Along with a myriad of other enhancements

Some PvPers will be content with doing just that – fighting other players scenario after scenario ad infinitum, while others will be in it for the rewards.  Guild Wars 2 employs a two-tiered reward system that most players will recognize: as you participate in sPvP scenarios, you gain “glory” – basically PvP XP – which is then represented by your “rank” – which you can think of as PvP levels.  You can then spend glory to purchase rewards, which are unlocked based on your rank.  These rewards include chests that contain random loot, like weapons, dyes, bags, glory buffs, tournament tickets, and other goodies, as well as tokens that you can use at the Mystic Forge to craft items.  It’s difficult to ascertain exactly how these rewards stack up to other high-level items earned from Guild Wars 2′s dungeons and crafting, but at the very least, they seem to be stable for the moment, unlike the game’s PvE rewards.

Of course, your sPvP rewards will be a bit more enticing if you choose to participate in Guild Wars 2′s organized tournaments, which were introduced post-launch.  Instead of just hotjoining scenarios to play along with a bunch of randos, you can put a team together and participate in 5v5 free and paid tournaments for heftier loot and bragging rights.  You can jump into 3-round, single-elimination, 8-team tournaments at any time, or, eventually, build up your reputation to qualify for monthly and yearly competitions.  Winning a free competition will net you glory, rank points, a tournament chest, and a tournament ticket – the last of which is required to enter paid tournaments (you can also purchase tickets from the in-game Black Lion Trading Company in packs of 5 and 30 for 75 and 360 gems, respectively).  Achieving first place in a paid tournament will reward you with glory, rank points, gems, qualifying points, and a tournament chest, although you’re sure to get at least one chest for participating, regardless of your team’s place in the competition.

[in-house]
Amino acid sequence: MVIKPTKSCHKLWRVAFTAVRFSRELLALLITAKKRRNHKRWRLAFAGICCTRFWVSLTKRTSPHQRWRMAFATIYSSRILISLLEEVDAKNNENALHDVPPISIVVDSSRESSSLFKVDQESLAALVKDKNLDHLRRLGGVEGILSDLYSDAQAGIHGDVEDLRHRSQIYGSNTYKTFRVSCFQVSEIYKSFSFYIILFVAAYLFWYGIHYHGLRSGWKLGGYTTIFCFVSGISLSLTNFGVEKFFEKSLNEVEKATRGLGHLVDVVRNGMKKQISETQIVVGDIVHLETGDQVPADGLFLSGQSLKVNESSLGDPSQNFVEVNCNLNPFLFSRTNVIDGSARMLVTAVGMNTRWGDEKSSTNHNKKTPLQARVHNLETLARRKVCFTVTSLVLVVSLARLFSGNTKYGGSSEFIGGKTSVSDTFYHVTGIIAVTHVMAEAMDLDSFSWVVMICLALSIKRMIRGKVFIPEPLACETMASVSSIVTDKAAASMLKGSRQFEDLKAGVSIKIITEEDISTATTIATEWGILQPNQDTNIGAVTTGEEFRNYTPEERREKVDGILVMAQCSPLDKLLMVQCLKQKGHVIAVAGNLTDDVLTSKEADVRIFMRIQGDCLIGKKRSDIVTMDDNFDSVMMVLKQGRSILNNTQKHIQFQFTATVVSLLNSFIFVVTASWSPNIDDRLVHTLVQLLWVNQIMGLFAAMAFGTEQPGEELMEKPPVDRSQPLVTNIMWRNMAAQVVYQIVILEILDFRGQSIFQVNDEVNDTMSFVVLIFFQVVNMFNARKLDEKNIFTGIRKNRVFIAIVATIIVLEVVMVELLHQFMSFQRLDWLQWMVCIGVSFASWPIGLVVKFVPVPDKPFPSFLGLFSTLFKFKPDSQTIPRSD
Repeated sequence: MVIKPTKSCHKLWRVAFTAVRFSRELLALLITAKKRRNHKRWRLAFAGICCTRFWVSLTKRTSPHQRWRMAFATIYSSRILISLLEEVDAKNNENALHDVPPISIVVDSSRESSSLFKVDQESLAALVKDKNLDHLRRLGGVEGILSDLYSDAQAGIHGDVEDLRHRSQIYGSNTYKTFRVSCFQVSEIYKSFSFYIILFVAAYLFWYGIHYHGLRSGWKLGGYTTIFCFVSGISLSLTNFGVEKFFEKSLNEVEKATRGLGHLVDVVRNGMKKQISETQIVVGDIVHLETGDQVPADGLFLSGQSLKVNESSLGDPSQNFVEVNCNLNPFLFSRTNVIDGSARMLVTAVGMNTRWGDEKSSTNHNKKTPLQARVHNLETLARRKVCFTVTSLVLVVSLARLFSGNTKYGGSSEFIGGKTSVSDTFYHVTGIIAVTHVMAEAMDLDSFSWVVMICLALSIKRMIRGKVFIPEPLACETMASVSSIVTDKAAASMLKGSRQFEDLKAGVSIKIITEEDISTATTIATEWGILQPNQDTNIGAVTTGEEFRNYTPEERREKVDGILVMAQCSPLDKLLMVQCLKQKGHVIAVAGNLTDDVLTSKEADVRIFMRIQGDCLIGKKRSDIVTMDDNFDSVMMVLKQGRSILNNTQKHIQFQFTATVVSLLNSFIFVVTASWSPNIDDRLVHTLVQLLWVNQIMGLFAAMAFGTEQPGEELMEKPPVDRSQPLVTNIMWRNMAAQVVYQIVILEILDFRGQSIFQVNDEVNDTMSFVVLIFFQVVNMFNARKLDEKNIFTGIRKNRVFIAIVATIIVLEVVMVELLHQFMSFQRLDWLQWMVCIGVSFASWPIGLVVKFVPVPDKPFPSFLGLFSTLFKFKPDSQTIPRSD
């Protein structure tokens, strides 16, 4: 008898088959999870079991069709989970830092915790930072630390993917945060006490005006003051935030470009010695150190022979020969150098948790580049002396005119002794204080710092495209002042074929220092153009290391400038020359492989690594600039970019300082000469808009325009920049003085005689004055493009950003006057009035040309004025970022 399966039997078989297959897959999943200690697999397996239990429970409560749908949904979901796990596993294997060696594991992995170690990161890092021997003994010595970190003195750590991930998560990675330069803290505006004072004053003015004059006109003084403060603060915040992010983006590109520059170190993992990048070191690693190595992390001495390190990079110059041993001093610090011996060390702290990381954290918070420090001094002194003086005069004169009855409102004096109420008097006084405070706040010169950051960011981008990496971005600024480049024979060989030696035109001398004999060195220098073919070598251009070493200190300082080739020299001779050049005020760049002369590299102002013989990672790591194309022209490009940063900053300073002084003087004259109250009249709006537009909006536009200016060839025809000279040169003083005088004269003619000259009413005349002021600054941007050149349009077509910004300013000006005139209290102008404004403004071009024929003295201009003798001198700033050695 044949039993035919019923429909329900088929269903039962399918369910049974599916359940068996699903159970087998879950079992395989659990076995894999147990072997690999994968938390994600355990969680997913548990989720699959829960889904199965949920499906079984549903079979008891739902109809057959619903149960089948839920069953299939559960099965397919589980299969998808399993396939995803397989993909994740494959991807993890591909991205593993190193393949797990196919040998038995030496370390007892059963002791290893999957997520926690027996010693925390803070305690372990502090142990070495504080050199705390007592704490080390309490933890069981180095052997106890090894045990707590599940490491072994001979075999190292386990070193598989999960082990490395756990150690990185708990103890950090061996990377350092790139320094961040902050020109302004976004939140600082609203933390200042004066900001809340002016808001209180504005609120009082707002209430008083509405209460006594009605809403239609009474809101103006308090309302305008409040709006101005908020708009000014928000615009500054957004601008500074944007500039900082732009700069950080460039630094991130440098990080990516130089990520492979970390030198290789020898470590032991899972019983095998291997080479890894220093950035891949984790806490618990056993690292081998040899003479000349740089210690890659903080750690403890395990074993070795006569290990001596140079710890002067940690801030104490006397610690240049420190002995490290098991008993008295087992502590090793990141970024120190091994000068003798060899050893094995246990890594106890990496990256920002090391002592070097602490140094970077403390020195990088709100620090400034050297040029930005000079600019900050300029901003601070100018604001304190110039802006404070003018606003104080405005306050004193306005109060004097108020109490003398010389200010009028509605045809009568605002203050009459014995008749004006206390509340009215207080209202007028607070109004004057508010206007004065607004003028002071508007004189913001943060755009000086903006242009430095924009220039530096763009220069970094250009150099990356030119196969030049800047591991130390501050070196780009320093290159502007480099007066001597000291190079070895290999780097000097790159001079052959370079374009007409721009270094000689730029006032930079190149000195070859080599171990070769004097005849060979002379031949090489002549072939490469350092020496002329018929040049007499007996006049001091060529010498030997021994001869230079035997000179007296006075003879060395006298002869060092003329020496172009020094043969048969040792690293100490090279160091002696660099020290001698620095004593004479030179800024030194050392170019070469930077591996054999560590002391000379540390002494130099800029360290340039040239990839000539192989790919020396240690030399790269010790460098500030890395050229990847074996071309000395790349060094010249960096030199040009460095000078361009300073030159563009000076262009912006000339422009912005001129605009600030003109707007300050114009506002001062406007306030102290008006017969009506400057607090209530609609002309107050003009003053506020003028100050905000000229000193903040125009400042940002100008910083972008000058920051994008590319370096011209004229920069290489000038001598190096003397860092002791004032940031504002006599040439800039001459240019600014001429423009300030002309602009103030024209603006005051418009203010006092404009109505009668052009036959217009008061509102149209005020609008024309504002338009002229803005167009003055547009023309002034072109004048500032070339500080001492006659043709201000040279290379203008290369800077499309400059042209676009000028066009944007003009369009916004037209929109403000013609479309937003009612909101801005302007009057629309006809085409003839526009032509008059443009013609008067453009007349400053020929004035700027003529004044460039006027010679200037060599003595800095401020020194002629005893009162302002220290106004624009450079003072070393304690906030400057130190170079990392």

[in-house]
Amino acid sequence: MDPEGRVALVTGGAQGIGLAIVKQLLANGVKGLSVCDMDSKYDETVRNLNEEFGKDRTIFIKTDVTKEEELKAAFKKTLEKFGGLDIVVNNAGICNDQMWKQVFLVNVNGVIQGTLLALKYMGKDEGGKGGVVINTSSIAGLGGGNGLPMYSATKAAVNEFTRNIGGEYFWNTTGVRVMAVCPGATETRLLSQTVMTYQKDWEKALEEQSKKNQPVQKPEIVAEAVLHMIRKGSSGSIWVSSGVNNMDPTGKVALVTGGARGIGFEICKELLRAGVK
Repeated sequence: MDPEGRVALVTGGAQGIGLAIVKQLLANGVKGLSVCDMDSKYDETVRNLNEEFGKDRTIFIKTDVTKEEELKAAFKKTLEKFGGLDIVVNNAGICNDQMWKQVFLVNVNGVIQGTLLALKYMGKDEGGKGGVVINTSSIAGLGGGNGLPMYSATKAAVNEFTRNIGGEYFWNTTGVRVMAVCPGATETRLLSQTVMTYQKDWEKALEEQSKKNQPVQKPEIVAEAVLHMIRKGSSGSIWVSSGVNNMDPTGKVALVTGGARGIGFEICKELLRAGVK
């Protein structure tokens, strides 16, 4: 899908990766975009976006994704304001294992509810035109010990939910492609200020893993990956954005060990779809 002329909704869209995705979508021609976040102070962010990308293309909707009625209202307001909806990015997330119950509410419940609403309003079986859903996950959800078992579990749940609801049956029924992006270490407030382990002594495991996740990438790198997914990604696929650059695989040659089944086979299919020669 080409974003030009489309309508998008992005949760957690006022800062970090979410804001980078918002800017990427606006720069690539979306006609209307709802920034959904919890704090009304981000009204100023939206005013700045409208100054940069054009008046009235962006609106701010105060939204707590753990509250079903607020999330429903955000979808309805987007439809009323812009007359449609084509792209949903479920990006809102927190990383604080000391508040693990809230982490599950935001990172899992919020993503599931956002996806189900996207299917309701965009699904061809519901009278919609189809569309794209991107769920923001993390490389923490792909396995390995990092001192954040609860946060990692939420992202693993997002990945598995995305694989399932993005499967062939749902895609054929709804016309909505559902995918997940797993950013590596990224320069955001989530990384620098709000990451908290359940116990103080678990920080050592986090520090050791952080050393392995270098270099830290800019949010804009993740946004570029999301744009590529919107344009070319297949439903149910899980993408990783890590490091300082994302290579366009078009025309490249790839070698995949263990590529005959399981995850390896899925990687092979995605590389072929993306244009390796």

Along with a myriad of other enhancements to traditional MMO systems like combat and crafting, can require a bit of a learning curve for players who have cut their teeth on the traditional MMORPG model.  The basic elements of the game – WASD movement, talking to NPCs, fighting monsters – will be familiar to most, but understanding how ArenaNet wants you to play the game requires a bit of a paradigm shift.  If you’re continuously trying to find the next NPC questgiver while settling into a static skill rotation as you grind mobs, you’re probably not liking the game very much.  Guild Wars 2 requires, and in some cases, demands that you put aside your usual method of tackling PvE content and instead participate in regional events and explore Tyria to gain XP and rewards. 

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